Black Sheep

tumble-22

“I’ve spilt more than you will ever drink, for fuck sakes, pull yourself to pieces” Prince.

Welsh culture has been drenched in beer, since the dawn of… thirst, with evidence to suggest that the Welsh have been brewing the grog since the 7th century, 2000 BC. Wales can even be blamed for shipping the stuff all the way across the Atlantic Ocean, trying its best to (arguably) share the joy. Wales Online reported recently (as if it was news) that, young people in Wales drink more alcohol each week than any other part of the UK. While another study stated that a six percent of the average Welsh household’s annual income is spent on booze, compared to thirteen percent in London. They obviously haven’t brought their clipboard to Tumble, for here, it is the sauce that has added flavour to our community since the workingman first set foot on its soil.

Drink, besides being a staple of my society for well over a century, has been something of a foundation for my family for at least four generations. You could say it’s in the blood, well, for everyone but me, that is. The Black sheep of a drinking culture, poisoned many a time in my attempt to conquer the ale, I am afraid that I can only claim to be the runt of a drinking pride, worthy of a crown. There were once five drinking establishments in a very close proximity here in our community, with only a stone’s throw between them, and my family have run or worked the lot (and many beyond), drinking their value, in ale, barley and rye, three times over.

“Top club was the place to be, see. That was our club back in the day, between the age of fifteen and twenty. After May, your grandmother and I, left the Prince of Wales and moved to Tumble, this became our spot. Everyday after work, that’s where we went. Although it was easier for May, as that was where she worked, conveniently. After her shift cleaning the club, she was on the pop, and so were the rest of us, soon after. Sometimes we would go to work straight from the club, having never made it home to get any sleep. We could drink back then too. I once watched your uncle Canon, drink a whole barrel of bitter to him self. John Corp, (another of Tumble’s characters) was running the place back then. That’s eighty-eight pints, all in the course of thirteen hours. And he drank a bottle of sherry on the way home too. While carrying his friend on his back, down through roman road (a quarter of a mile long narrow winding lane), the M4 as your Gran called it.”

Prince, raised in a barrel, with a brandy bottle in his mouth, was born to a pub, much like his father before him. Reared, in what some might call the devils playground, which could have been responsible for the makings of a different kind of person, and I am certain that it was. Not just for my father, but for all my kin. Although the younger generation of my family were not born and raised in a pub or club, our whole existence, has at least, been dictated by one.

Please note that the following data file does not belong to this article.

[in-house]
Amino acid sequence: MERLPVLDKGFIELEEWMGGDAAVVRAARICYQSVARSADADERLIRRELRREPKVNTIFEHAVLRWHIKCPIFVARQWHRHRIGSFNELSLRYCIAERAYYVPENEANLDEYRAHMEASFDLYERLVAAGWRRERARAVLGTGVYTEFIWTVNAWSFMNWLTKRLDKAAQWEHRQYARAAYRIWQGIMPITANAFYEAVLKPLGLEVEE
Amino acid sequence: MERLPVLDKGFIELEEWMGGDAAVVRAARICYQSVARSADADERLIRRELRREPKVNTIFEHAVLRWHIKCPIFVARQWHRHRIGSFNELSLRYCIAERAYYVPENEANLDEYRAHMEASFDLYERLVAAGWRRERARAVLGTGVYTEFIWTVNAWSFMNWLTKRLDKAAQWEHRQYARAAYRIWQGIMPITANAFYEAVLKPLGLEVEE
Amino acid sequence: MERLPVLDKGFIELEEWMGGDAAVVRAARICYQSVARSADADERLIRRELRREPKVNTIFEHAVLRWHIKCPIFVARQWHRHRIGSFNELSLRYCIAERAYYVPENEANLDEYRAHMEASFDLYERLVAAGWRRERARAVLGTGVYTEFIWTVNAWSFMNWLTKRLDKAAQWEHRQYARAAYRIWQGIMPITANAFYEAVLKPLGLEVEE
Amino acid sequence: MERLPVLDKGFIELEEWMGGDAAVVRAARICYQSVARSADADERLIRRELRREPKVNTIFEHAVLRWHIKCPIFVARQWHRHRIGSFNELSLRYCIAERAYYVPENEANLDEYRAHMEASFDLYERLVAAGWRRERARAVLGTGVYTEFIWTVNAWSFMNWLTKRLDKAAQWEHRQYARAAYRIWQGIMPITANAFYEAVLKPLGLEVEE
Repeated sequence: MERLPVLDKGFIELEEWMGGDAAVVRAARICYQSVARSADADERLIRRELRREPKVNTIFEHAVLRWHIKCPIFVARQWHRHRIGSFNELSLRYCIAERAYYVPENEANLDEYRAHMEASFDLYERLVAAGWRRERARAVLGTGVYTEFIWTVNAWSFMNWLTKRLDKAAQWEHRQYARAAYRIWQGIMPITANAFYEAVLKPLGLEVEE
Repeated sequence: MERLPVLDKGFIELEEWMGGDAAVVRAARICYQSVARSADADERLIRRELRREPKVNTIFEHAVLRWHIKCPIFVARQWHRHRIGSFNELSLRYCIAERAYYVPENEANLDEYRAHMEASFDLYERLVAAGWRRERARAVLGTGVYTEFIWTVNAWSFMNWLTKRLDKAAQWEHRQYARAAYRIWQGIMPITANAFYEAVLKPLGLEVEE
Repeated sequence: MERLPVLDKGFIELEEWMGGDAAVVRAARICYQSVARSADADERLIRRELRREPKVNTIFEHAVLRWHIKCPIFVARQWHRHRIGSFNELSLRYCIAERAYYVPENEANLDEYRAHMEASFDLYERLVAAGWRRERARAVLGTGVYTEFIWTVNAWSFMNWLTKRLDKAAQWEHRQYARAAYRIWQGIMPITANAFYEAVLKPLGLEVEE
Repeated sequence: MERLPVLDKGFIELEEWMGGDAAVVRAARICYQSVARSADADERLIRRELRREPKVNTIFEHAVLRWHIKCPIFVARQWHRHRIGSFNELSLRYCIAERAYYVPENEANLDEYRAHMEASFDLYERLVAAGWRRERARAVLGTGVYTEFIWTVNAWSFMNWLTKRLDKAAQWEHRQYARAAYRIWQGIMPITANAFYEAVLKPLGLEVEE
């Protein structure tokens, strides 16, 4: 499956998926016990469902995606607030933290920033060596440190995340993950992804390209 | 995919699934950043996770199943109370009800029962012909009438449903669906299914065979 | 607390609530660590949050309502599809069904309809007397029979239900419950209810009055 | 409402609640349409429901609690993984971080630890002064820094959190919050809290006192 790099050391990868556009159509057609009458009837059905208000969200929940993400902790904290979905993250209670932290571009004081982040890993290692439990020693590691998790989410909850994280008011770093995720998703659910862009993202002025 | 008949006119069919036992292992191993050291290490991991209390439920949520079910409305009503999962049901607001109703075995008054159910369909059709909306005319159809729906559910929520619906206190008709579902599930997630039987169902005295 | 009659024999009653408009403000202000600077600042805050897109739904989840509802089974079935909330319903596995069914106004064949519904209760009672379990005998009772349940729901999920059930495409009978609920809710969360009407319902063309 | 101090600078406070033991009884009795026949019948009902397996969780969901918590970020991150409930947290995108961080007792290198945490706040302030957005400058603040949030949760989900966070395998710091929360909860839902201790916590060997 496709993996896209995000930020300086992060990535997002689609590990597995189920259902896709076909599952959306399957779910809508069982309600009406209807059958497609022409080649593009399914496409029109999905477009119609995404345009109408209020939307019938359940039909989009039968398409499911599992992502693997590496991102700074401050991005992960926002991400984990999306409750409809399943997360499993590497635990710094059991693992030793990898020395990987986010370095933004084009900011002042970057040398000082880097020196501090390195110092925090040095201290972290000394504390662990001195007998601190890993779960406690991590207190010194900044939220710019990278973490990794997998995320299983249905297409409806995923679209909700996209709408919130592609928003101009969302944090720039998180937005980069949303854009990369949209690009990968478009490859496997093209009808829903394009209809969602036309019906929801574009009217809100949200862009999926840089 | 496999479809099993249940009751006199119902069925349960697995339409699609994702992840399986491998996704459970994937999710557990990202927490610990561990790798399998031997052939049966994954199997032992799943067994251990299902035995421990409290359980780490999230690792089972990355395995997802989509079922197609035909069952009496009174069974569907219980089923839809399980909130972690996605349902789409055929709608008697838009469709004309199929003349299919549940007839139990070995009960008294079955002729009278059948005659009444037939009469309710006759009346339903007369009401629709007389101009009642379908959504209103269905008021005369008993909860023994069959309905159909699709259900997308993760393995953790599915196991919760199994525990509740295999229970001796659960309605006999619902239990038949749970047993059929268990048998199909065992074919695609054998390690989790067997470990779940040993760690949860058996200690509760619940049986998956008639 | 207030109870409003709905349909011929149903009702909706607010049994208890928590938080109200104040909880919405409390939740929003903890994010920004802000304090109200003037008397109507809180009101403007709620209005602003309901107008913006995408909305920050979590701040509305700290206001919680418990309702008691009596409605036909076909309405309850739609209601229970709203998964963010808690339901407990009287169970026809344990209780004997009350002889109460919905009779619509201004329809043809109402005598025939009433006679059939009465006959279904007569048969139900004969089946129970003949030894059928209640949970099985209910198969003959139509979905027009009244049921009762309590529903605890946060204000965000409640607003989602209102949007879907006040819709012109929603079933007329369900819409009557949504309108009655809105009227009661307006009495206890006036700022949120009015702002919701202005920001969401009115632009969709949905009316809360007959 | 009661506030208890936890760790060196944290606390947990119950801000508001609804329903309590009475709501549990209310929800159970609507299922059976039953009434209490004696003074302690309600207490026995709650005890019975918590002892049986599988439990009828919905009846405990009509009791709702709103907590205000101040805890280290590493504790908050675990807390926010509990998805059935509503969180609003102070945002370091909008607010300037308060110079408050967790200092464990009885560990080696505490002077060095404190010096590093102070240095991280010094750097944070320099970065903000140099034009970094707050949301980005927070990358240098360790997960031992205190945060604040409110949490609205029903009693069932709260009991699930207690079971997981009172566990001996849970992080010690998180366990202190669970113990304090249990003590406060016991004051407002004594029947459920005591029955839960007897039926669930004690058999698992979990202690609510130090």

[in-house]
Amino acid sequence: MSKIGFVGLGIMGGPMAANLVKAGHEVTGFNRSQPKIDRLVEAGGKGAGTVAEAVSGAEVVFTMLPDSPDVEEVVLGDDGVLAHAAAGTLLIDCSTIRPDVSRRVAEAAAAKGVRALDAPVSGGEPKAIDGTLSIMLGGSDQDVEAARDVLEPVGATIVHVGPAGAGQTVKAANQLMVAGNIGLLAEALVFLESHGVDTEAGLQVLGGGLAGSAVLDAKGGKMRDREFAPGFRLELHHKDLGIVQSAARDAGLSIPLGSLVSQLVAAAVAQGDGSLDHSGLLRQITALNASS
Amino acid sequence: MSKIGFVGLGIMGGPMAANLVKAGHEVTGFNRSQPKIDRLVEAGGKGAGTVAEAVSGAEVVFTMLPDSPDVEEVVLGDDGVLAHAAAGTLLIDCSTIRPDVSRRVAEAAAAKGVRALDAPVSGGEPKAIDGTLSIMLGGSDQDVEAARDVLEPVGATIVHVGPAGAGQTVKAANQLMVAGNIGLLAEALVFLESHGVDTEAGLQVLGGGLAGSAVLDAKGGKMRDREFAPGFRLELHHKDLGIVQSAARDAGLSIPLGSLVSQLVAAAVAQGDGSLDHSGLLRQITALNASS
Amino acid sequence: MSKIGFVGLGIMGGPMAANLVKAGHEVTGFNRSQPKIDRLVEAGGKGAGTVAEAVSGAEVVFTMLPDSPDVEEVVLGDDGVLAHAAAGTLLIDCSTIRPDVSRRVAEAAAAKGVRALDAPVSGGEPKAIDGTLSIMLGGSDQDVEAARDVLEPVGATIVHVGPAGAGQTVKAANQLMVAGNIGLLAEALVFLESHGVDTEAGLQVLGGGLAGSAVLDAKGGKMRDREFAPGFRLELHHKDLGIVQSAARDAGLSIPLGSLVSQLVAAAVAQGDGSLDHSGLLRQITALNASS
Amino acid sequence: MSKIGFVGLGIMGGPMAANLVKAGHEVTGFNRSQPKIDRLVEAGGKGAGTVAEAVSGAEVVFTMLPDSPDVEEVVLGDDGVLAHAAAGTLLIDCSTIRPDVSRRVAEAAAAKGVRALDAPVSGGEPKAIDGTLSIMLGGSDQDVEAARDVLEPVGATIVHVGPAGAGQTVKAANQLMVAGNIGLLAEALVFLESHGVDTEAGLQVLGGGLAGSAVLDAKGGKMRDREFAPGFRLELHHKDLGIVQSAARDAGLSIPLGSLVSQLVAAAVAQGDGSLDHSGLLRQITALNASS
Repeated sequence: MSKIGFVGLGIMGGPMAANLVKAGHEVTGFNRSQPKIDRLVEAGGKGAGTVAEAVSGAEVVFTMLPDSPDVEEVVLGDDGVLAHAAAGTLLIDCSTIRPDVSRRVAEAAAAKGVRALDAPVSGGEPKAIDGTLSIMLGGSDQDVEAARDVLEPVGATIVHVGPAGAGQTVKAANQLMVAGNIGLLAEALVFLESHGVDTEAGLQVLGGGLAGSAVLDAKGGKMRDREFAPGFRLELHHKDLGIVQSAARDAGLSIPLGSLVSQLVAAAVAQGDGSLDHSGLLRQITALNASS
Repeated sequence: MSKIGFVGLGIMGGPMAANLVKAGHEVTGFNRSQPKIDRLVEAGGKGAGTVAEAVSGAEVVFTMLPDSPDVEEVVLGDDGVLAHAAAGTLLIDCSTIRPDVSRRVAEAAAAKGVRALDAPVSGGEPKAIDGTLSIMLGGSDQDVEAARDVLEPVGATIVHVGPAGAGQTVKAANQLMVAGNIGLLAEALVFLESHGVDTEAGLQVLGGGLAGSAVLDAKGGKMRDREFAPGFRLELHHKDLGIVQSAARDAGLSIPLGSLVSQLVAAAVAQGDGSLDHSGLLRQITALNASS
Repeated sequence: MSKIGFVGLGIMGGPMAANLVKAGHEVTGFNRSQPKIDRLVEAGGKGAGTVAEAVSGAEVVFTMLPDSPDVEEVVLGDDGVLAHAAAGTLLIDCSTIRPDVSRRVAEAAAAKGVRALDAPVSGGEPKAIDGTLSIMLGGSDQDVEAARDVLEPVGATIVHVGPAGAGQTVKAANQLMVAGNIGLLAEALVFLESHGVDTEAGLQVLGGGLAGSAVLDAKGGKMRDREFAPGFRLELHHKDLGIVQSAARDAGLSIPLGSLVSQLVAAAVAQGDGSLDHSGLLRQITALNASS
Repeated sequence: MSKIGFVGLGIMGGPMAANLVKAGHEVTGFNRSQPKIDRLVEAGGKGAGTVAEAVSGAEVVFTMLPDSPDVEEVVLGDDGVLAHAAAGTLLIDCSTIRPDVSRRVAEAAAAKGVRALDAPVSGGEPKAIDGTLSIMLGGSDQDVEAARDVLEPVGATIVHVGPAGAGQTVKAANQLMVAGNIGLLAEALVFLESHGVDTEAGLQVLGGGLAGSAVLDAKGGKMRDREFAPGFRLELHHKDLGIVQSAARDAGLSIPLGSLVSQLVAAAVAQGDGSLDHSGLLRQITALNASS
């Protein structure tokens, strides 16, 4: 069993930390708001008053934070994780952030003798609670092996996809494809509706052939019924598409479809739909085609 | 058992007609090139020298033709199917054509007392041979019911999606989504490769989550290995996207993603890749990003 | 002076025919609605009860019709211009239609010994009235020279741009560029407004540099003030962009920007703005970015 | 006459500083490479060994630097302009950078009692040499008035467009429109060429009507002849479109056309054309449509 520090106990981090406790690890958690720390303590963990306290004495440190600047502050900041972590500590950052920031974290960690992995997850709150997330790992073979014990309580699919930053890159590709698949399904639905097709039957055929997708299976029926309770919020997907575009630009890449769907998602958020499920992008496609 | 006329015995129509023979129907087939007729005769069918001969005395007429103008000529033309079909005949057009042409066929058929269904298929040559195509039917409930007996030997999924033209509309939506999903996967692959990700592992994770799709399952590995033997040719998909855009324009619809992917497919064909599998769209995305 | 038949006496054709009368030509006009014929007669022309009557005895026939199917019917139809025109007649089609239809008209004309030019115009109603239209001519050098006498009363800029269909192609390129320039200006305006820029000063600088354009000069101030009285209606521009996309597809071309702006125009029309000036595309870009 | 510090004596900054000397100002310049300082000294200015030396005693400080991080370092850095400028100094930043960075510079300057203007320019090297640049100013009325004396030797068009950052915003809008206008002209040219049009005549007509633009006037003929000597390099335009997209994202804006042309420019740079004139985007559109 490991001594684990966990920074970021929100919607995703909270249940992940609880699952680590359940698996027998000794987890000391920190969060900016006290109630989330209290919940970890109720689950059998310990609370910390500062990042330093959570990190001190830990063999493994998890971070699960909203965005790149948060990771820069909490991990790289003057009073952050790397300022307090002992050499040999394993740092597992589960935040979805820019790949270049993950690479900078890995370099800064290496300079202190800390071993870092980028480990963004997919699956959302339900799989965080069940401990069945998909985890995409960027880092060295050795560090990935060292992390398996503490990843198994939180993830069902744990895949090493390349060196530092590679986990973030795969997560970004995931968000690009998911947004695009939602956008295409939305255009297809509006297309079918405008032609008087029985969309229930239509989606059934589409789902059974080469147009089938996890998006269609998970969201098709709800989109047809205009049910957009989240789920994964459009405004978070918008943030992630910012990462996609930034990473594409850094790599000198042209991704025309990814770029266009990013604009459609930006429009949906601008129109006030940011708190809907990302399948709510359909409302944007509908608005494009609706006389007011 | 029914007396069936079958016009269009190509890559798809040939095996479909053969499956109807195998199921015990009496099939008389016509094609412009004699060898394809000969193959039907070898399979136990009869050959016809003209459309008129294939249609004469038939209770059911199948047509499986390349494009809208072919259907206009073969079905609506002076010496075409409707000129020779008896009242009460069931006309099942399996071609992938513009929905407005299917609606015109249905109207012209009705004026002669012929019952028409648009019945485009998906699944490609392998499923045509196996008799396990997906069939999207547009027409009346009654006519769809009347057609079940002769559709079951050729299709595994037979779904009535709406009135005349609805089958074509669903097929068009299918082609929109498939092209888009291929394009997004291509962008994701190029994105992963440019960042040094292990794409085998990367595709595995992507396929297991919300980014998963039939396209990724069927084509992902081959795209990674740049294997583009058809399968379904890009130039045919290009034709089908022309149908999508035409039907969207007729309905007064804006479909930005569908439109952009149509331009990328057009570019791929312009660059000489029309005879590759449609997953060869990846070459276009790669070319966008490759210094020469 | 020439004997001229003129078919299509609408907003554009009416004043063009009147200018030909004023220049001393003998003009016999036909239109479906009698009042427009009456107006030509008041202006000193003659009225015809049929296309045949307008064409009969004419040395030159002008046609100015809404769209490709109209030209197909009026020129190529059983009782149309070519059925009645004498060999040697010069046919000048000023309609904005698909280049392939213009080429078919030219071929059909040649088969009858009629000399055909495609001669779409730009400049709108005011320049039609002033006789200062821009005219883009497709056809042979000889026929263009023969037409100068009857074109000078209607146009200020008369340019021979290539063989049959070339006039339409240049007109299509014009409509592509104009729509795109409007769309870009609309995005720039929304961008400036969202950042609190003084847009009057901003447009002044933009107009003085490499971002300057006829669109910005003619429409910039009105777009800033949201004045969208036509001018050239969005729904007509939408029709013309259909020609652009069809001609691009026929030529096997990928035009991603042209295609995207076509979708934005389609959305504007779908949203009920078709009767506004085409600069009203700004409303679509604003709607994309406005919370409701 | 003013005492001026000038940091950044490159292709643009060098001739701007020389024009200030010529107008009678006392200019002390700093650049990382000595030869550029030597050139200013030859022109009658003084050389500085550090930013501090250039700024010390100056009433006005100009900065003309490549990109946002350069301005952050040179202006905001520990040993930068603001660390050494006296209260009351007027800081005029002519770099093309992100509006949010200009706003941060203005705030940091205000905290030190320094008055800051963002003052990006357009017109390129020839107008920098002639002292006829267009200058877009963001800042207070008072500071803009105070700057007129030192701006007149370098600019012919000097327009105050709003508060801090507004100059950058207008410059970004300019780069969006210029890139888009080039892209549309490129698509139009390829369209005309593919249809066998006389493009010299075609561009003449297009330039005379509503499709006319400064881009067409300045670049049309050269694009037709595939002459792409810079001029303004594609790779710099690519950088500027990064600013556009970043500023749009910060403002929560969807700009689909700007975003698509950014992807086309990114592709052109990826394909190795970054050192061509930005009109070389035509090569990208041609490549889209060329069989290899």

Standing tall in our community, the clubs were beacons of hope, symbols of life, family, and community spirit. Not that dissimilar you might agree, to that of the Church (I say with tongue in cheek), but our house of worship was fueled by copious amounts of alcohol (for the adults of course, and “adults” being fourteen and over, that is). Between Christmas parties, birthday parties, weddings, christenings, sporting events, carnivals and coach trips, they offered everything that anyone could ever need to feel part of one big family, and more “importantly” to have a good time.

However, when I look back, I’m not sure anyone knew when these good times started or ended, especially in my family. The pub/club ethos had spun a community into a never-ending party, far and beyond the club itself. Much like religion, you do not have to be in a church to let god into your life, the club was now in the home too. For those who have no reference or very little barring of which I speak, try to imagine a time and lifestyle that resembles The Waltons at the Mad-Hatter’s tea party, on loop, and your close.

It never mattered if there was work, or school the next morning, it could be a Tuesday night and there was always time for a couple of pints. I remember Prince and his friends playing chess and drinking home-brewed ale into the early hours regularly on a weeknight, regardless of the looming work shift. He was still out the door in the morning.